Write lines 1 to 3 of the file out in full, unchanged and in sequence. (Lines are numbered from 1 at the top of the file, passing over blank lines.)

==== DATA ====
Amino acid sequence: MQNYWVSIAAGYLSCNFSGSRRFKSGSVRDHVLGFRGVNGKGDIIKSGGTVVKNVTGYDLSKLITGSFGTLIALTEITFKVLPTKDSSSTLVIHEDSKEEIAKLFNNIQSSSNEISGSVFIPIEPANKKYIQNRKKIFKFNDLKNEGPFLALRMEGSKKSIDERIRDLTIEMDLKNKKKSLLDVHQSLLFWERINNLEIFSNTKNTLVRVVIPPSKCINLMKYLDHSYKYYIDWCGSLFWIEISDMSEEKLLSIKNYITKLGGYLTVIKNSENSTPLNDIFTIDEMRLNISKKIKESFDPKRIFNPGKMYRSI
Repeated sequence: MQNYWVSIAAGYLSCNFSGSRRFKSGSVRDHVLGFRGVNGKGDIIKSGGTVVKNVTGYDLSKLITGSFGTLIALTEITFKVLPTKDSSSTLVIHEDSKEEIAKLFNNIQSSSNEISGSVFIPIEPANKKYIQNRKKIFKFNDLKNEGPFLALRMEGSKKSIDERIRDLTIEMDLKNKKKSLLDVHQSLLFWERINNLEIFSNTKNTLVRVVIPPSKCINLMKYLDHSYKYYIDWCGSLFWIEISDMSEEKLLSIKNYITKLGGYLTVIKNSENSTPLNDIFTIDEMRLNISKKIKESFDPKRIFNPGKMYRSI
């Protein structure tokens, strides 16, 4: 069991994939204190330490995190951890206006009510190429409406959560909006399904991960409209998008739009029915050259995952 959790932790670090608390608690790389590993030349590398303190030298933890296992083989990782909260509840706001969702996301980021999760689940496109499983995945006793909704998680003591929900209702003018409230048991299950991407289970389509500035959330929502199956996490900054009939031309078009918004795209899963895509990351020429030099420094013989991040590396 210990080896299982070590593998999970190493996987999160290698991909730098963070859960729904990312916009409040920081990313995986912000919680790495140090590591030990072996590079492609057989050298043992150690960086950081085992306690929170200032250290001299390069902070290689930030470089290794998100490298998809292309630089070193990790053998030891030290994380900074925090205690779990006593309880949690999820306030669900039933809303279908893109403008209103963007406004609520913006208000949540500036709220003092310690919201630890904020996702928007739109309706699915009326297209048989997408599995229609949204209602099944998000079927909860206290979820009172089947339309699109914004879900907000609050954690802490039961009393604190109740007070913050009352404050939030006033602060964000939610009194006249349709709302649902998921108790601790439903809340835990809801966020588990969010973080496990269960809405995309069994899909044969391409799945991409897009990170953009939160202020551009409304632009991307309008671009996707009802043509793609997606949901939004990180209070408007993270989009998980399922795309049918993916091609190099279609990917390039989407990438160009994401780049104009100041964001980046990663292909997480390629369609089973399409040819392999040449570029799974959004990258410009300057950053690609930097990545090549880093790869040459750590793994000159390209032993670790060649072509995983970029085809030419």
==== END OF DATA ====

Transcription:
Amino acid sequence: MQNYWVSIAAGYLSCNFSGSRRFKSGSVRDHVLGFRGVNGKGDIIKSGGTVVKNVTGYDLSKLITGSFGTLIALTEITFKVLPTKDSSSTLVIHEDSKEEIAKLFNNIQSSSNEISGSVFIPIEPANKKYIQNRKKIFKFNDLKNEGPFLALRMEGSKKSIDERIRDLTIEMDLKNKKKSLLDVHQSLLFWERINNLEIFSNTKNTLVRVVIPPSKCINLMKYLDHSYKYYIDWCGSLFWIEISDMSEEKLLSIKNYITKLGGYLTVIKNSENSTPLNDIFTIDEMRLNISKKIKESFDPKRIFNPGKMYRSI
Repeated sequence: MQNYWVSIAAGYLSCNFSGSRRFKSGSVRDHVLGFRGVNGKGDIIKSGGTVVKNVTGYDLSKLITGSFGTLIALTEITFKVLPTKDSSSTLVIHEDSKEEIAKLFNNIQSSSNEISGSVFIPIEPANKKYIQNRKKIFKFNDLKNEGPFLALRMEGSKKSIDERIRDLTIEMDLKNKKKSLLDVHQSLLFWERINNLEIFSNTKNTLVRVVIPPSKCINLMKYLDHSYKYYIDWCGSLFWIEISDMSEEKLLSIKNYITKLGGYLTVIKNSENSTPLNDIFTIDEMRLNISKKIKESFDPKRIFNPGKMYRSI
């Protein structure tokens, strides 16, 4: 069991994939204190330490995190951890206006009510190429409406959560909006399904991960409209998008739009029915050259995952 959790932790670090608390608690790389590993030349590398303190030298933890296992083989990782909260509840706001969702996301980021999760689940496109499983995945006793909704998680003591929900209702003018409230048991299950991407289970389509500035959330929502199956996490900054009939031309078009918004795209899963895509990351020429030099420094013989991040590396 210990080896299982070590593998999970190493996987999160290698991909730098963070859960729904990312916009409040920081990313995986912000919680790495140090590591030990072996590079492609057989050298043992150690960086950081085992306690929170200032250290001299390069902070290689930030470089290794998100490298998809292309630089070193990790053998030891030290994380900074925090205690779990006593309880949690999820306030669900039933809303279908893109403008209103963007406004609520913006208000949540500036709220003092310690919201630890904020996702928007739109309706699915009326297209048989997408599995229609949204209602099944998000079927909860206290979820009172089947339309699109914004879900907000609050954690802490039961009393604190109740007070913050009352404050939030006033602060964000939610009194006249349709709302649902998921108790601790439903809340835990809801966020588990969010973080496990269960809405995309069994899909044969391409799945991409897009990170953009939160202020551009409304632009991307309008671009996707009802043509793609997606949901939004990180209070408007993270989009998980399922795309049918993916091609190099279609990917390039989407990438160009994401780049104009100041964001980046990663292909997480390629369609089973399409040819392999040449570029799974959004990258410009300057950053690609930097990545090549880093790869040459750590793994000159390209032993670790060649072509995983970029085809030419």